Finally, psychologists publish a paper about ASMR, that tingly whispering YouTube thing


Autonomous Sensory Meridian Response, also known as this weird tingling thing that happens when some people watch YouTube videos of people whispering, has finally been subjected to some scientific rigor.

The ASMR community has long contended that there is something really going on physiologically when they watch whispering videos. And so, Nick Davis, a psychology lecturer at Swansea University, and Emma Barratt, a graduate student there, decided to try to lay out the basic parameters of the experience of ASMR. They polled almost 500 people who claimed to experience the sensation and asked them why they tried to trigger ASMR and what they actually felt during the experience. And now they have published the results in a new paper in the journal PeerJ.

The typical experience of ASMR—though, as with drugs, individual experiences vary widely—is that a tingling sensation begins “towards the back of the scalp” moving “down the line of the spine and, in some cases, out towards the shoulders,” the researchers wrote. For some people, the tingles always originate in the same place. For others, the location varies. No matter how it goes, 80 percent of respondents reported an elevated mood after an ASMR session.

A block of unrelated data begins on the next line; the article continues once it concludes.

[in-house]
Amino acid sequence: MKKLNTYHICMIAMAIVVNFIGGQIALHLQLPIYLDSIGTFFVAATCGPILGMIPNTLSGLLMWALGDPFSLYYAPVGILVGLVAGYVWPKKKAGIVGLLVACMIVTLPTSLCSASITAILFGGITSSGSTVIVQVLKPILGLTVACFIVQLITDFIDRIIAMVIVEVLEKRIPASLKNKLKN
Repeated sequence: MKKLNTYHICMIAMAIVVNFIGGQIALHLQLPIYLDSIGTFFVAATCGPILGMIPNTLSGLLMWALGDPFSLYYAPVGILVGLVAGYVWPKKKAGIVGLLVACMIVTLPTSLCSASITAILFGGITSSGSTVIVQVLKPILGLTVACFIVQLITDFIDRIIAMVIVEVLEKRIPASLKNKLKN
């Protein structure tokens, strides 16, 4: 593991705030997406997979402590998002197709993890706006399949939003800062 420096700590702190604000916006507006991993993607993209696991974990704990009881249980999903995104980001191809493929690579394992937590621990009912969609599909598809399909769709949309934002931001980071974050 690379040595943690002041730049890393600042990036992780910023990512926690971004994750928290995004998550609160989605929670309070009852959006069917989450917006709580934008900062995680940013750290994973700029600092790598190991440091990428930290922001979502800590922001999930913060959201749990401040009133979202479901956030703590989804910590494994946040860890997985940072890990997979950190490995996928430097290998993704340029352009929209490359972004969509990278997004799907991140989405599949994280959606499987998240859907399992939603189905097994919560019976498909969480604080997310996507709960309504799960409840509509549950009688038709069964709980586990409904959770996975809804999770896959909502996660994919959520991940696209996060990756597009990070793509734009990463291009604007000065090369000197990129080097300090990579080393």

ASMR adherents describe the experience as bring “triggered” by certain auditory and visual phenomena, which they watch unfold on YouTube. The most common triggers are, in order: whispering, personal attention, crisp sounds (metallic foil, tapping fingernails, etc.), and “slow movements.” Whispering is the most common trigger, though, with 75 percent of respondents claiming it as part of their ASMR experience.

The paper may put some common misconceptions about the phenomenon to rest. For one, overwhelmingly, the respondents said that ASMR was not a sex thing, despite the fact that it’s often pretty women doing the whispering. 98 percent of the respondents said they did it to relax. 82 percent said they did it to help them sleep. And only five percent claimed they watched the videos for sexual stimulation.

Even if ASMR is not sexual, it is… intimate. (Remember: personal attention was a trigger for 69 percent of people in the study.) Perhaps we need a cultural explanation, as well as a scientific one, to figure out ASMR’s growing popularity.

So here’s a non-peer-reviewed theory of ASMR, to accompany the scientific one: as our social and work lives are increasingly dematerialized, the people of the Internet have found a way to psyche themselves into re-experiencing the sensation of having a body via YouTube clips of people pretending to care about them. ASMR is a way to feel intimate, bodily connection with other people while you’re home alone on the Internet. Talk about a hack.

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